Writing Tip & Prompt: Dialogue

Writing Tip & PromptOn Fridays, we like to share writing tips and tricks with our readers. We hope this section will encourage and inspire you to continually improve as a writer.

Writing Tip – Dialogue

You want the dialogue in your book to flow. Try writing a scene in only dialogue. Try not to over think things, and let your words flow. Allow your character to solely set the movement of your scene. When you are finished, review your text and figure out what the scene was really about. By playing with dialogue, you’ll discover undercurrents for your scene that weren’t obvious before.

Writing Prompt – Character Development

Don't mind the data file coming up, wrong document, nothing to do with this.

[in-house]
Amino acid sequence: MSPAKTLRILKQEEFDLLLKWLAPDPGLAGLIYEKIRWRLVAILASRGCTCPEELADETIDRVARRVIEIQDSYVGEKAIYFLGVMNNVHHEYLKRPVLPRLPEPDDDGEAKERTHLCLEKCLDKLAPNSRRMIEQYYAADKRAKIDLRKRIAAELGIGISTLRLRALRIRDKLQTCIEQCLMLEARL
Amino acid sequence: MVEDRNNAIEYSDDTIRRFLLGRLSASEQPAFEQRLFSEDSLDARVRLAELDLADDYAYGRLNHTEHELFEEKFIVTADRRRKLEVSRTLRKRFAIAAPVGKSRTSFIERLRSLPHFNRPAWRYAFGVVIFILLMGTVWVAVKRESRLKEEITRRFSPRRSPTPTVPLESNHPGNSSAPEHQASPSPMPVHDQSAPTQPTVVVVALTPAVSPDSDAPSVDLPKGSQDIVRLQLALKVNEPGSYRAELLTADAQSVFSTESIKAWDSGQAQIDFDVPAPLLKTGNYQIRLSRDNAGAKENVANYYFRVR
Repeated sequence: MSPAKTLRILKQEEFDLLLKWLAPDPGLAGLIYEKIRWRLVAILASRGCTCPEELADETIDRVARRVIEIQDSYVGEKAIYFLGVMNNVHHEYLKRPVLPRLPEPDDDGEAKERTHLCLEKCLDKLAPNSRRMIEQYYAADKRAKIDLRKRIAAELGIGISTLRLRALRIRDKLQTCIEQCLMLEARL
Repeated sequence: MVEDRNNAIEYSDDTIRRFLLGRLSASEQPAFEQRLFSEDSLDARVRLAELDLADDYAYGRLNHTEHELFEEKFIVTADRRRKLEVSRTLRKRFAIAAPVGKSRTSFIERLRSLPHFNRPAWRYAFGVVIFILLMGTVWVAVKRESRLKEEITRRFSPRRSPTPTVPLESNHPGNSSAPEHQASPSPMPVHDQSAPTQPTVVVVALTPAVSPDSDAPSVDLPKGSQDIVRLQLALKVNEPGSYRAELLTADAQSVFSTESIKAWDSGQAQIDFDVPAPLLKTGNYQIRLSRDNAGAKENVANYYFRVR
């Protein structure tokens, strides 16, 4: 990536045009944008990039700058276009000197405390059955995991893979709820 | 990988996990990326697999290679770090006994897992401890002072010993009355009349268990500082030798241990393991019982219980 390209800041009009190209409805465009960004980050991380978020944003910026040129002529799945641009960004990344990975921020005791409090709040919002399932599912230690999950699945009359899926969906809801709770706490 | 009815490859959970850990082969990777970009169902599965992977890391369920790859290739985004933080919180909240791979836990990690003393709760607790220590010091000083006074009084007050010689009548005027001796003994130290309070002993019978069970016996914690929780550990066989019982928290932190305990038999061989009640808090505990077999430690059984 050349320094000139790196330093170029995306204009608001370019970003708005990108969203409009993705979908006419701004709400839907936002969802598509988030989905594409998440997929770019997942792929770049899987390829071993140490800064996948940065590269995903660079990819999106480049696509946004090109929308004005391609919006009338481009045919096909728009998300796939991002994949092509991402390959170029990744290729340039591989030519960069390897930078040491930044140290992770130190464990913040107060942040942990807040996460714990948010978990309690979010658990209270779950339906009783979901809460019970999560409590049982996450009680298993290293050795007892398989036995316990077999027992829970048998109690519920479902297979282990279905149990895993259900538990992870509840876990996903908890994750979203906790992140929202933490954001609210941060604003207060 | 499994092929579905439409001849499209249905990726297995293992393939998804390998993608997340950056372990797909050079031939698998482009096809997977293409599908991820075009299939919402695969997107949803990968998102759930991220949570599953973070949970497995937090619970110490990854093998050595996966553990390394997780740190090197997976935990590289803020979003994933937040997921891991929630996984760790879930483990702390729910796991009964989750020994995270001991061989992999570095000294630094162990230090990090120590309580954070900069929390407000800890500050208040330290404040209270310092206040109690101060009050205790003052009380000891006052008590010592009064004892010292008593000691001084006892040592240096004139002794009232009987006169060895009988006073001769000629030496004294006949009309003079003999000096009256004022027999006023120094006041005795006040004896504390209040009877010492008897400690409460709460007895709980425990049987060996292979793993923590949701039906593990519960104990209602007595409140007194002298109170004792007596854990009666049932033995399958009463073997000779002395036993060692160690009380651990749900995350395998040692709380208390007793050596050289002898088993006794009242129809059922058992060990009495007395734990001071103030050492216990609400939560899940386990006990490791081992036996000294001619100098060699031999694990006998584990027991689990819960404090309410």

Pick a story you like and know well. Take a look at the main character and write a paragraph describing this character at the start of the story: attitudes, beliefs, behaviors, etc. Now write a paragraph describing that character at the end. Do you see significant differences? Did the character stay steady or did change occur? How would you describe the emotional curve?


Writing Tip & Prompt: Change Your Scenery

Writing Tip and PromptOn Fridays, we like to share writing tips and tricks with our readers. We hope this section will encourage and inspire you to continually improve as a writer.

Writing Tip – Change Your Scenery

Dust off that map and take a look at the number of places you can travel within an hour of home. Go for a day trip. Sit and write someplace new. This change of scenery brings inspiration, motivation, and a new eye for your surroundings and all of its little details.

Writing Prompt – Character Voice

Who is easier to pen — the optimistic or the pessimistic voice?  Write a ‘poem for two voices’ where an optimist and a pessimist share their views about a single topic.